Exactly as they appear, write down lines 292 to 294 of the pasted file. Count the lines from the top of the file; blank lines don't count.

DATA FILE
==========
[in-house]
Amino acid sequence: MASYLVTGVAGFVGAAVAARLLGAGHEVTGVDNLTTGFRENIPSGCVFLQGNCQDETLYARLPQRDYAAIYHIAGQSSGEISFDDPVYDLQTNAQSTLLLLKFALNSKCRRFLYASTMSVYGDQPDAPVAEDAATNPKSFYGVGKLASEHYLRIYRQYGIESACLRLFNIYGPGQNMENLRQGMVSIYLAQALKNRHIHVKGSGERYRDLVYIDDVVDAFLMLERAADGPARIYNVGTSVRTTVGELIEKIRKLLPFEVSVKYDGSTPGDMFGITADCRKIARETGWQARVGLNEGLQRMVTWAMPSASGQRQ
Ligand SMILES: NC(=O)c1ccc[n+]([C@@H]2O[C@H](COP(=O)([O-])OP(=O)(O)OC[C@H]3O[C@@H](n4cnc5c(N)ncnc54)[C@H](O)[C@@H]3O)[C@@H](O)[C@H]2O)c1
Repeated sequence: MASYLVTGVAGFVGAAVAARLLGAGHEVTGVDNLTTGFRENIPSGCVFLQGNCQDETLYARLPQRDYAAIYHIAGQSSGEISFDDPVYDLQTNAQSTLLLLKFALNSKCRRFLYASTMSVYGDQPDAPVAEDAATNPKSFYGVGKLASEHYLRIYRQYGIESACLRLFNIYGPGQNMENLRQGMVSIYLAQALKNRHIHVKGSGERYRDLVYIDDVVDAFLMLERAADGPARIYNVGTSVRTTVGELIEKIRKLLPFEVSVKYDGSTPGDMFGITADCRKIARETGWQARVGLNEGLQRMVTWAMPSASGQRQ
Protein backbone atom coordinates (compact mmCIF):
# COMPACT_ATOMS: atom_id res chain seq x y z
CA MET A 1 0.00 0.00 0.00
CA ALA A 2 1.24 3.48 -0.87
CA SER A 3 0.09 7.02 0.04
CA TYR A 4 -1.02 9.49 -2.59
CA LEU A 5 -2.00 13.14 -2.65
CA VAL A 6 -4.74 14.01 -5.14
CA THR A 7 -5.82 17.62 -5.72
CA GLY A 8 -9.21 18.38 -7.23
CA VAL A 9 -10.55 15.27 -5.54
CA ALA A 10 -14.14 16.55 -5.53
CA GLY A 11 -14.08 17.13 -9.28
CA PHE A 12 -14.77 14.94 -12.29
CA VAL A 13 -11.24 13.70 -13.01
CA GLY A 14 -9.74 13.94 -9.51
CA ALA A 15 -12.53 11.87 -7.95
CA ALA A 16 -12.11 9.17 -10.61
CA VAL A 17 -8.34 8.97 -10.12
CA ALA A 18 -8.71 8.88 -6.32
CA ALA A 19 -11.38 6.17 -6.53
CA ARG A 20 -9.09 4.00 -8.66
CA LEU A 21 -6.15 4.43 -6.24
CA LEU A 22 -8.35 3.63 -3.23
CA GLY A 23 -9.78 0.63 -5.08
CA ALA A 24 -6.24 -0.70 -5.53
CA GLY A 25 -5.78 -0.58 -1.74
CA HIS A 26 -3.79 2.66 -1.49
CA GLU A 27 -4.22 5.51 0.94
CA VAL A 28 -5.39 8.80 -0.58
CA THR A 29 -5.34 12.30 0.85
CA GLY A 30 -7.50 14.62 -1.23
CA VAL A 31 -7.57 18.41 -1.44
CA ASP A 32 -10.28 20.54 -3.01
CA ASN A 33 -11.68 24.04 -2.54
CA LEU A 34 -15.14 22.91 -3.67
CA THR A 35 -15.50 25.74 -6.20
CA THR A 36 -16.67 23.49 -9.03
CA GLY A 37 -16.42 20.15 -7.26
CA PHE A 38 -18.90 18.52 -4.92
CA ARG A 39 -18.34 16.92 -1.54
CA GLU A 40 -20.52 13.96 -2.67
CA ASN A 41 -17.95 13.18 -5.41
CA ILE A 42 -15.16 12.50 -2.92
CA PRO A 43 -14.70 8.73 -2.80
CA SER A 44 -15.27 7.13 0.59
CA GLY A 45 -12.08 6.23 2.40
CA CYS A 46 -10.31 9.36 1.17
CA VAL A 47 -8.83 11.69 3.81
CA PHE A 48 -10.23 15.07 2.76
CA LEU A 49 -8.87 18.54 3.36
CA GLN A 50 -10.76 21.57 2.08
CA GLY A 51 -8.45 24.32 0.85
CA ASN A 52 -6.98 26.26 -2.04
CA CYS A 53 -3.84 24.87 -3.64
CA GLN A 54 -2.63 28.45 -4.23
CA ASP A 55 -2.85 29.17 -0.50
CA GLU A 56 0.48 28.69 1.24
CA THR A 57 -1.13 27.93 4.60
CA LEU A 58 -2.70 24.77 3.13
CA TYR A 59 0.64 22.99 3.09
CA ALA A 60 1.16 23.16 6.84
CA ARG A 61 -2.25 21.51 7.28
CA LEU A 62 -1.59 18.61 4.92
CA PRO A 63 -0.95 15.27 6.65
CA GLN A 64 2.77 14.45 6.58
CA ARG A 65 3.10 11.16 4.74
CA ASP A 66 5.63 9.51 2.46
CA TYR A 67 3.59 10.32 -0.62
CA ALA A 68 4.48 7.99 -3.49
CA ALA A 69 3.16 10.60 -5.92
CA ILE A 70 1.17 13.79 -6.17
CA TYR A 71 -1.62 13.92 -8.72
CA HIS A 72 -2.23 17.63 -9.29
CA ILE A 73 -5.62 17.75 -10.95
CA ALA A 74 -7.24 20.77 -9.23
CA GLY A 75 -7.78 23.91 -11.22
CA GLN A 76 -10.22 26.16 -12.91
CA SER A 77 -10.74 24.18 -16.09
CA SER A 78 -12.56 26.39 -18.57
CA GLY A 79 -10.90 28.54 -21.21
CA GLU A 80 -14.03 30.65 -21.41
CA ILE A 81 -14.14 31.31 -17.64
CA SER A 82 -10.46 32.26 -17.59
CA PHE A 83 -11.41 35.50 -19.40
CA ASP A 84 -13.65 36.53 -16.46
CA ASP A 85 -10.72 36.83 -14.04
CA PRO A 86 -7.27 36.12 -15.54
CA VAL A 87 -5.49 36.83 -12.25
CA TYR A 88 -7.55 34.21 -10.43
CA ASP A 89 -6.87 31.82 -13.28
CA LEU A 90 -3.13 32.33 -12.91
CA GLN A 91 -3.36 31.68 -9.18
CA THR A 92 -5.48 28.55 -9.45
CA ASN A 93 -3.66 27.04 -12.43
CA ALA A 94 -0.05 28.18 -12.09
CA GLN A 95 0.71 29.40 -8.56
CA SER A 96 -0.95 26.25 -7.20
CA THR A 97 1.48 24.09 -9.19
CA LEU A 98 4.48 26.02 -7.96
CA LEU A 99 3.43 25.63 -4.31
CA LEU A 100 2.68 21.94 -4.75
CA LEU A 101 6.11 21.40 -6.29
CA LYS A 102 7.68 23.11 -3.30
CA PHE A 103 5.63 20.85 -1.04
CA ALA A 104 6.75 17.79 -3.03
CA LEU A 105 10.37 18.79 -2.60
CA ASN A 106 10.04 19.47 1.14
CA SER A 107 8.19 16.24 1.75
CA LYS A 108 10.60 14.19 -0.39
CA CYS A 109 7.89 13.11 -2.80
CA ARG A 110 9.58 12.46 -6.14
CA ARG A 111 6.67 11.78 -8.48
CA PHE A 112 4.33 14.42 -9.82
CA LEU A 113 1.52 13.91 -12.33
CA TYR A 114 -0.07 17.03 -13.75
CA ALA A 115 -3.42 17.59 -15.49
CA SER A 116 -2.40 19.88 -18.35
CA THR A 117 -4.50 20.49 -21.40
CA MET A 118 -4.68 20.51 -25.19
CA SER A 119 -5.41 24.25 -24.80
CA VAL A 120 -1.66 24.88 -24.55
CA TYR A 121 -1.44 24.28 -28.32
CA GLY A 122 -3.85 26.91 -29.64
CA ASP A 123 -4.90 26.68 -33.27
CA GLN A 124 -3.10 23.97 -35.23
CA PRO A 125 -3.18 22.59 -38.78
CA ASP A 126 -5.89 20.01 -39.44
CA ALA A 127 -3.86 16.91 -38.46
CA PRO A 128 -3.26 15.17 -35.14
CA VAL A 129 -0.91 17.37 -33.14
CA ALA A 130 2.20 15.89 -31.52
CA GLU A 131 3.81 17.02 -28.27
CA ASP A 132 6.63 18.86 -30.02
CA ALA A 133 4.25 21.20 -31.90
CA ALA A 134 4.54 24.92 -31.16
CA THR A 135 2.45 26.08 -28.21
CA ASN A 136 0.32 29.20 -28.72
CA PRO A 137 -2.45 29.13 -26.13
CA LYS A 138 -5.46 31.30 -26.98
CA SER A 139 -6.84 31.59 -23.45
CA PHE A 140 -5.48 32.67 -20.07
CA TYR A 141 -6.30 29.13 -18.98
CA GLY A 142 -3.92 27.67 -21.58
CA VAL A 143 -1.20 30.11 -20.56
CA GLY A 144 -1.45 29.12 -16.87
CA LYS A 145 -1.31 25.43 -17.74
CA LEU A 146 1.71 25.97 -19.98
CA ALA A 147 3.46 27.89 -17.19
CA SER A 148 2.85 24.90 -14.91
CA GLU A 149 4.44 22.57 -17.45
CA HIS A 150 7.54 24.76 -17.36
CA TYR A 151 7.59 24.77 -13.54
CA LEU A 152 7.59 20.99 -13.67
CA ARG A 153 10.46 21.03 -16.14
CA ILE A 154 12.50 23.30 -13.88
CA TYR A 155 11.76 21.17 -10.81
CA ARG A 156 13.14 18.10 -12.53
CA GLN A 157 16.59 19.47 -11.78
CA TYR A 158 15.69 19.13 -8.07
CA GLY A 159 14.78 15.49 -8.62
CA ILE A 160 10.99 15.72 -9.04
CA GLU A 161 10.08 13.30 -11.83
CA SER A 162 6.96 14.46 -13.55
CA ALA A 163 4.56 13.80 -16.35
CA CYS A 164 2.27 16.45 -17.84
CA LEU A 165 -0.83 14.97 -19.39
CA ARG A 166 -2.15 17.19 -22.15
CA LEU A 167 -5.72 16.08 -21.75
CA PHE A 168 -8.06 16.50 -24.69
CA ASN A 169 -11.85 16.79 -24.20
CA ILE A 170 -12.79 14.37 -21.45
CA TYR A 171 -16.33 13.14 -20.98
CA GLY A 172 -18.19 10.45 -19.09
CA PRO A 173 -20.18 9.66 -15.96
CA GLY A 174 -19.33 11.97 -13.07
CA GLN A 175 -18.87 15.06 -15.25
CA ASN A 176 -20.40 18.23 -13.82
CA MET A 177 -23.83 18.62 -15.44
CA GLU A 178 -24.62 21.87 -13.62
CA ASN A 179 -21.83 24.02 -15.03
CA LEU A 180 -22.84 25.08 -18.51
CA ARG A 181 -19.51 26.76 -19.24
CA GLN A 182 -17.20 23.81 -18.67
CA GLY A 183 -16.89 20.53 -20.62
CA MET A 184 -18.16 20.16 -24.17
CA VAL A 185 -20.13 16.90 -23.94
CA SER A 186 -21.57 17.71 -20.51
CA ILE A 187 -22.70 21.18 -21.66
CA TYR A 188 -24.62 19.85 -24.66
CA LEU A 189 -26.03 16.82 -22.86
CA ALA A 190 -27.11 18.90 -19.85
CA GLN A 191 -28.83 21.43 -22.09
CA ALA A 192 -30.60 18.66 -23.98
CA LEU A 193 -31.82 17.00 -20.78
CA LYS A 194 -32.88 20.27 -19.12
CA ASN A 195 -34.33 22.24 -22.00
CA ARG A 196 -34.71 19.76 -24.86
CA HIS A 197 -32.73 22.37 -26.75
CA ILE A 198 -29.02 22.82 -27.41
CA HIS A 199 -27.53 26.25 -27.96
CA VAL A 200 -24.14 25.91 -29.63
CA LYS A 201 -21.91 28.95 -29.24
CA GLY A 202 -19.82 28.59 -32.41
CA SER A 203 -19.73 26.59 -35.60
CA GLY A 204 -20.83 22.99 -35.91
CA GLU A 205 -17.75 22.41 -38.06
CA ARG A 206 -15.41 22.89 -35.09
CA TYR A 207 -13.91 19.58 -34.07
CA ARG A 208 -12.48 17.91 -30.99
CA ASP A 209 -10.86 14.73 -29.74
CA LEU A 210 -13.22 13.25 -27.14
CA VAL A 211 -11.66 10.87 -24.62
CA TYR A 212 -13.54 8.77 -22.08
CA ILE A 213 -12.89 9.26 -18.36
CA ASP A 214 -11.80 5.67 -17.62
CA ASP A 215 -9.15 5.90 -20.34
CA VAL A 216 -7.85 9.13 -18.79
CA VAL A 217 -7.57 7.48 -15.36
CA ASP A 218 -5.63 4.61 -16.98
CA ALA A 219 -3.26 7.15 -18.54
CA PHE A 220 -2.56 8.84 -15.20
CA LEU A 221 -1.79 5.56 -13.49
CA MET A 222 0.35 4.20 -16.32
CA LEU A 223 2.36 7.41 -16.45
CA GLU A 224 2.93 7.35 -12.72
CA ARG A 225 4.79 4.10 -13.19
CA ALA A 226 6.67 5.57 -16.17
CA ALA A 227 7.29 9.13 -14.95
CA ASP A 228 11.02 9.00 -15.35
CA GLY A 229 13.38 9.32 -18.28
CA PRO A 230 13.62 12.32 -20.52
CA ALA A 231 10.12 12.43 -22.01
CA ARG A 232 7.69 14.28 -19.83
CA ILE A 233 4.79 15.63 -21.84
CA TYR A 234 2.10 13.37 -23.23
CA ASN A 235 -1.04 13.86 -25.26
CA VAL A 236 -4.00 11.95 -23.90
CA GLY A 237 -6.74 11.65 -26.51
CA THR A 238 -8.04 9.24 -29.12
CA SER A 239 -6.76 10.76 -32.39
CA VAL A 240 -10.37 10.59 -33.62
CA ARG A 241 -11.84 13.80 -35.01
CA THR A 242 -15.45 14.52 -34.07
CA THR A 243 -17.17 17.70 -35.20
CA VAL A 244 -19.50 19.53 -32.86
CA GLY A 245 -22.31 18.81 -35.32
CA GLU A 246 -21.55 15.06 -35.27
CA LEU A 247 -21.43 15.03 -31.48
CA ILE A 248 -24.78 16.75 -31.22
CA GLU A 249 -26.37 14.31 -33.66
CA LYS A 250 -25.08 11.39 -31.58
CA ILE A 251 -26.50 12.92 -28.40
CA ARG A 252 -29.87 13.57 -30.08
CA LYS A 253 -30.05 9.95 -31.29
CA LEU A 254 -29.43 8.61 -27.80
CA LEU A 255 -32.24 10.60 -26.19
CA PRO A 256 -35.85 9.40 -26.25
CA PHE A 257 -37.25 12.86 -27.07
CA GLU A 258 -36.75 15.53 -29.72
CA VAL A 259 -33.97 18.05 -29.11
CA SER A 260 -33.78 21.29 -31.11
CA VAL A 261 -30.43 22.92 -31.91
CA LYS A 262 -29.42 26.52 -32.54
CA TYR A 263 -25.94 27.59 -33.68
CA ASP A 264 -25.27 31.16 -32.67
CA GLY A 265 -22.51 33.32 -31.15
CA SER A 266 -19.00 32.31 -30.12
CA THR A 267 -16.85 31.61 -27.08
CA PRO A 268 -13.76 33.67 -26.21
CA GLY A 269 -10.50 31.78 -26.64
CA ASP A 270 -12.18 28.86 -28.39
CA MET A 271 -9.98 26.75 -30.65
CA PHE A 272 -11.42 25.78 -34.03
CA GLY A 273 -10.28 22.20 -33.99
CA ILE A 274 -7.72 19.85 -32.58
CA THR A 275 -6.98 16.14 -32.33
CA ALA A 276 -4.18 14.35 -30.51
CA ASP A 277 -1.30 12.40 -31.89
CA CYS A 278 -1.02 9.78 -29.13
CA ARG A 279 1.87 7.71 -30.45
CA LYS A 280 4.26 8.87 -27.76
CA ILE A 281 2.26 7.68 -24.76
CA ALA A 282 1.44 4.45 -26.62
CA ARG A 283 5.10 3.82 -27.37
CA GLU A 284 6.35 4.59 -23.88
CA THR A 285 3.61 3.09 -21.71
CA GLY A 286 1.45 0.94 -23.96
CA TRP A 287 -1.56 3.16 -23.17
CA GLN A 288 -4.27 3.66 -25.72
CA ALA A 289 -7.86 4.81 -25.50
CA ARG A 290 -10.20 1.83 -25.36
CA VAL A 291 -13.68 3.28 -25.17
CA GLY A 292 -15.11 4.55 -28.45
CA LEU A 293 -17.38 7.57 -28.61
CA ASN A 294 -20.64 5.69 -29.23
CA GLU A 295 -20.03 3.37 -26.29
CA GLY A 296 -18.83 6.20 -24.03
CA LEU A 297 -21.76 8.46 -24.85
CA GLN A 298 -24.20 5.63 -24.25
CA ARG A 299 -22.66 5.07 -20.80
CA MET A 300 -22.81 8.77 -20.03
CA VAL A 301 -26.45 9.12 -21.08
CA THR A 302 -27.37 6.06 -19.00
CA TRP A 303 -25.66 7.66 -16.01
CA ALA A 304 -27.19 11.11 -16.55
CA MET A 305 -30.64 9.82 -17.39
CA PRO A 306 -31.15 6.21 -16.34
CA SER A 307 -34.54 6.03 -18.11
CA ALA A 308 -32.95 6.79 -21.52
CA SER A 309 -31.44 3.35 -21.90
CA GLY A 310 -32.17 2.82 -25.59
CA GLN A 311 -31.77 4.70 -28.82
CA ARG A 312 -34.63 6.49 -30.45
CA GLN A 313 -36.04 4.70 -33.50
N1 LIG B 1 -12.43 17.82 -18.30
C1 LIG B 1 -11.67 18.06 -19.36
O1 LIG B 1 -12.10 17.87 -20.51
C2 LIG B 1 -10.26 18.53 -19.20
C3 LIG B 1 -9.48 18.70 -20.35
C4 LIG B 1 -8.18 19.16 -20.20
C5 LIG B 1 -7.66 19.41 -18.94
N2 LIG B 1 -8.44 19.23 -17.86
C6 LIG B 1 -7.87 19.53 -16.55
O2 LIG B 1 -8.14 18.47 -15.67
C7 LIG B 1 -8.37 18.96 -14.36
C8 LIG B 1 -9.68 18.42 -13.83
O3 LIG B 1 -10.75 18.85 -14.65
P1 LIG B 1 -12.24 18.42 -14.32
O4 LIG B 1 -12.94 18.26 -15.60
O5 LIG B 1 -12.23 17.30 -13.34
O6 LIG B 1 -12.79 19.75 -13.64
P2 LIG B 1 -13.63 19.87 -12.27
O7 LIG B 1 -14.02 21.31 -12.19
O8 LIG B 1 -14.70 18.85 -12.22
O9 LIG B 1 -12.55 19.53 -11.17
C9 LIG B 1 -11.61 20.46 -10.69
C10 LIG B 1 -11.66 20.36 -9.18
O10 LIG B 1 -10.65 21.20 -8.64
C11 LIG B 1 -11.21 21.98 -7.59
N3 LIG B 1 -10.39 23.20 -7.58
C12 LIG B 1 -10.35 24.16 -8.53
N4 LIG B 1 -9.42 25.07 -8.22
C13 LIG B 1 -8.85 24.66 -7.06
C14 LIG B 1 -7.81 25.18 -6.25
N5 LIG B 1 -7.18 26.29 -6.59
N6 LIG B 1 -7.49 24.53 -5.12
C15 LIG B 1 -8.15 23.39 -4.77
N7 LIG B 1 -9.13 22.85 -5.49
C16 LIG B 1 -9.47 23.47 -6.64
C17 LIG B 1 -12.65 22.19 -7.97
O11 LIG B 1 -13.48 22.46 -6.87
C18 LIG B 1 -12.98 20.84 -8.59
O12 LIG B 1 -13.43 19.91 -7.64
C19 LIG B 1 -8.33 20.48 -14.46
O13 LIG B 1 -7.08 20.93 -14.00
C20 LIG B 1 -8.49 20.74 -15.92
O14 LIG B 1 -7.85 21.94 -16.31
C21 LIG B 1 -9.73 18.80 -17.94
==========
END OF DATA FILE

CA GLY A 286 1.45 0.94 -23.96
CA TRP A 287 -1.56 3.16 -23.17
CA GLN A 288 -4.27 3.66 -25.72